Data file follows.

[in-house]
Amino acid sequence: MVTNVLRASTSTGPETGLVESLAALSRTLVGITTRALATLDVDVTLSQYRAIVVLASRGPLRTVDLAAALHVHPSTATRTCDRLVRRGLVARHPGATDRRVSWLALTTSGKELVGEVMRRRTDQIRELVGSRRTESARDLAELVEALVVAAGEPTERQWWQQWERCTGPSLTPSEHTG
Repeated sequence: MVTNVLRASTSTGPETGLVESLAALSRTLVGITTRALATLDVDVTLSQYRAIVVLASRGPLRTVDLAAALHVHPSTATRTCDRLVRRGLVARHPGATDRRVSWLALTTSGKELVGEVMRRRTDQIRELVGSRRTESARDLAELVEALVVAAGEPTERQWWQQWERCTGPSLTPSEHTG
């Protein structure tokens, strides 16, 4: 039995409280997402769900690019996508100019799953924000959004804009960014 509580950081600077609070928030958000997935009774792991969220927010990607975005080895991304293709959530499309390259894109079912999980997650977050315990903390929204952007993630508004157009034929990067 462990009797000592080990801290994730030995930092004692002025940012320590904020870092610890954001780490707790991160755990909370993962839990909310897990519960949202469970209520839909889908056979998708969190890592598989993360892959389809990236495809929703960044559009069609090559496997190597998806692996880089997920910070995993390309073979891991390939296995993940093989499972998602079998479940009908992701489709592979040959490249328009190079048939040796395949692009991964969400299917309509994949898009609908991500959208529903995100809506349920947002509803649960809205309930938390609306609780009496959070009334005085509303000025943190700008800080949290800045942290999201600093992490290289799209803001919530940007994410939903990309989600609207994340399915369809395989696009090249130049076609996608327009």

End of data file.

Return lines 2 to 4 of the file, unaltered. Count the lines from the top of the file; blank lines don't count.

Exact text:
Amino acid sequence: MVTNVLRASTSTGPETGLVESLAALSRTLVGITTRALATLDVDVTLSQYRAIVVLASRGPLRTVDLAAALHVHPSTATRTCDRLVRRGLVARHPGATDRRVSWLALTTSGKELVGEVMRRRTDQIRELVGSRRTESARDLAELVEALVVAAGEPTERQWWQQWERCTGPSLTPSEHTG
Repeated sequence: MVTNVLRASTSTGPETGLVESLAALSRTLVGITTRALATLDVDVTLSQYRAIVVLASRGPLRTVDLAAALHVHPSTATRTCDRLVRRGLVARHPGATDRRVSWLALTTSGKELVGEVMRRRTDQIRELVGSRRTESARDLAELVEALVVAAGEPTERQWWQQWERCTGPSLTPSEHTG
């Protein structure tokens, strides 16, 4: 039995409280997402769900690019996508100019799953924000959004804009960014 509580950081600077609070928030958000997935009774792991969220927010990607975005080895991304293709959530499309390259894109079912999980997650977050315990903390929204952007993630508004157009034929990067 462990009797000592080990801290994730030995930092004692002025940012320590904020870092610890954001780490707790991160755990909370993962839990909310897990519960949202469970209520839909889908056979998708969190890592598989993360892959389809990236495809929703960044559009069609090559496997190597998806692996880089997920910070995993390309073979891991390939296995993940093989499972998602079998479940009908992701489709592979040959490249328009190079048939040796395949692009991964969400299917309509994949898009609908991500959208529903995100809506349920947002509803649960809205309930938390609306609780009496959070009334005085509303000025943190700008800080949290800045942290999201600093992490290289799209803001919530940007994410939903990309989600609207994340399915369809395989696009090249130049076609996608327009």